FTC reportedly settles with Facebook for $5B fine
The Federal Trade Commission (FTC) has reportedly approved a roughly $5 billion settlement with Facebook following its investigation into the company’s handling of the Cambridge Analytica scandal.
The Wall Street Journal, citing a person familiar with the matter, reported Friday that the FTC voted along party lines this week to approve the settlement, closing the investigation into the Cambridge Analytica incident.
The vote was 3-2, with Republicans in the majority approving the deal, according to the Journal.
The investigation was launched in March 2018 after reports that data from tens of millions of Facebook users was shared with the outside firm Cambridge Analytica. The agency had focused on whether Facebook violated a 2011 consent agreement with the FTC requiring greater privacy protections and transparency for users.
The FTC and Facebook both declined to comment. According to the Journal, the settlement now heads to the Department of Justice for review.
Why the settlement could bring more controversy: Facebook told investors earlier this year that it expected to pay between $3 billion and $5 billion to settle the investigation.
That admission worried the company’s biggest critics, including members of Congress, who argued that any sum in that range would hardly make a dent in Facebook’s bottom line and that the agency needed to impose severe penalties in order to change its behavior.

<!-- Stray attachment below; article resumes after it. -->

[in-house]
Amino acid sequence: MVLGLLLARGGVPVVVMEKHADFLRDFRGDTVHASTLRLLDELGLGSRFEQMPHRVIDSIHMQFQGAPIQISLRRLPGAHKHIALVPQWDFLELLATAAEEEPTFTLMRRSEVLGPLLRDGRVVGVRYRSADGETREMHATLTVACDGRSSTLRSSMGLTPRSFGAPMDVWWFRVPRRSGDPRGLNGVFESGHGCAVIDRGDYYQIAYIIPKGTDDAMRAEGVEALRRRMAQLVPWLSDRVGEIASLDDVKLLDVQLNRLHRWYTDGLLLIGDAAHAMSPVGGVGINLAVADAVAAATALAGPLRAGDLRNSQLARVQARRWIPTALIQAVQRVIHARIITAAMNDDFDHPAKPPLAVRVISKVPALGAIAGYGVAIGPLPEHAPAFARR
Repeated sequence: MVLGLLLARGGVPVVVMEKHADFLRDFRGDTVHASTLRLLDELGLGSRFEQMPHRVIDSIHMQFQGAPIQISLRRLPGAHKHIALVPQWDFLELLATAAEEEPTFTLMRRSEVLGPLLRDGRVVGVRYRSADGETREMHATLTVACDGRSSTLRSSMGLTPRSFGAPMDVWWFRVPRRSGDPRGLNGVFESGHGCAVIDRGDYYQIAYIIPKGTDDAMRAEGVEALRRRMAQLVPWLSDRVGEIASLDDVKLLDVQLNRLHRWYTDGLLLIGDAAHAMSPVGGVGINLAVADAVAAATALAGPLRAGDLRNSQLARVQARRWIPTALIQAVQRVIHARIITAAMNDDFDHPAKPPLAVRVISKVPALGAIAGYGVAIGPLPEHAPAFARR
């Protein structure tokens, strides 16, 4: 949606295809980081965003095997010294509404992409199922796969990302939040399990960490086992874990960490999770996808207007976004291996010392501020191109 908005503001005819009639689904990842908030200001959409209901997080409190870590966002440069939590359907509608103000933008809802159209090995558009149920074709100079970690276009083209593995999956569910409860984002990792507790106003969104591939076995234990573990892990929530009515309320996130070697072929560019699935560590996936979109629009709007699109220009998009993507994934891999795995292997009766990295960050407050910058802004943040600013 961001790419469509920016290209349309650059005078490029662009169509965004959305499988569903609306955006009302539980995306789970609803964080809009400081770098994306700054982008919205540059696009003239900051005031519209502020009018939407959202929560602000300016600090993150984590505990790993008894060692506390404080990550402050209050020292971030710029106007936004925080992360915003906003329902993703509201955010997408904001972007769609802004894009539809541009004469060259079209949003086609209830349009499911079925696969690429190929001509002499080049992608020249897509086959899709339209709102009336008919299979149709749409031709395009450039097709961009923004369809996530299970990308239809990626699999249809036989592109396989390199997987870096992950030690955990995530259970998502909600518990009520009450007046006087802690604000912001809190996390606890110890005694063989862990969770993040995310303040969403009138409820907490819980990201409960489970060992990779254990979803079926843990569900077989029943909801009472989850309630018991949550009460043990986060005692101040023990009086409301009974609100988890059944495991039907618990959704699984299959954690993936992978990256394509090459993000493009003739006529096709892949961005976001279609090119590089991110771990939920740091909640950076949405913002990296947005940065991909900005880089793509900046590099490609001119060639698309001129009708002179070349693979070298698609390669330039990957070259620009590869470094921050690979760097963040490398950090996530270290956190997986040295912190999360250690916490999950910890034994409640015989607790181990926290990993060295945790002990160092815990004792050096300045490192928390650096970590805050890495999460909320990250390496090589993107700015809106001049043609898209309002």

Though the fine would be the largest the FTC has ever imposed for privacy violations, it amounts to a fraction of the $55 billion in revenue Facebook generated last year.
In May, Sens. Richard Blumenthal (D-Conn.) and Josh Hawley (R-Mo.) wrote to the FTC saying that the sum Facebook expected to pay would be a “bargain” for the nearly $600 billion company and that the agency should consider holding individual executives responsible.
“Even a fine in the billions is simply a write-down for the company, and large penalties have done little to deter large tech firms,” the bipartisan duo wrote. “If the FTC is seen as traffic police handing out speeding tickets companies profiting off breaking the law, then Facebook and other will continue to push the boundaries.”
The Journal reported that the settlement will include “government restrictions on how Facebook treats user privacy” but it’s unclear what that would entail.
Facebook was also fined £500,000 last year by the UK Information Commissioner’s Office over the scandal, the largest penalty the office was authorized to levy.